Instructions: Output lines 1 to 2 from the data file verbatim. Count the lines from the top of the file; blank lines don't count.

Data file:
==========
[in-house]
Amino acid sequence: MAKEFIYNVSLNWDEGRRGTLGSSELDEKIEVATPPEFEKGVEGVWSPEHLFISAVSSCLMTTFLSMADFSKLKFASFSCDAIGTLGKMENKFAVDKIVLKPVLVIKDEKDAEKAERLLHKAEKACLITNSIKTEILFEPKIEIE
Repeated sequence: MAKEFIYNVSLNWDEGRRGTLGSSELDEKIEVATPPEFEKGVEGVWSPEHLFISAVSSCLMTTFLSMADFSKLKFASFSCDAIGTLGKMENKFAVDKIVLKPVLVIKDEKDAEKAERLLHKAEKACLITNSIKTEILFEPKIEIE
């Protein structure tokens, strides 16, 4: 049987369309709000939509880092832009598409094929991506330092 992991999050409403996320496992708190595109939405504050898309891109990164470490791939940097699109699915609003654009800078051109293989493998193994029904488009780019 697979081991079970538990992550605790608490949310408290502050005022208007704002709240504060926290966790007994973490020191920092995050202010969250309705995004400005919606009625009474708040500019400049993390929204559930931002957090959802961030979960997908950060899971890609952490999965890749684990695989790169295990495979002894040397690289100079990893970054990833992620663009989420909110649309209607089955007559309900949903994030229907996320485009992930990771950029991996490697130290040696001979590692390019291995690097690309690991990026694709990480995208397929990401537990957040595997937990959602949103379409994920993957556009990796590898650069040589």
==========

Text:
[in-house]
Amino acid sequence: MAKEFIYNVSLNWDEGRRGTLGSSELDEKIEVATPPEFEKGVEGVWSPEHLFISAVSSCLMTTFLSMADFSKLKFASFSCDAIGTLGKMENKFAVDKIVLKPVLVIKDEKDAEKAERLLHKAEKACLITNSIKTEILFEPKIEIE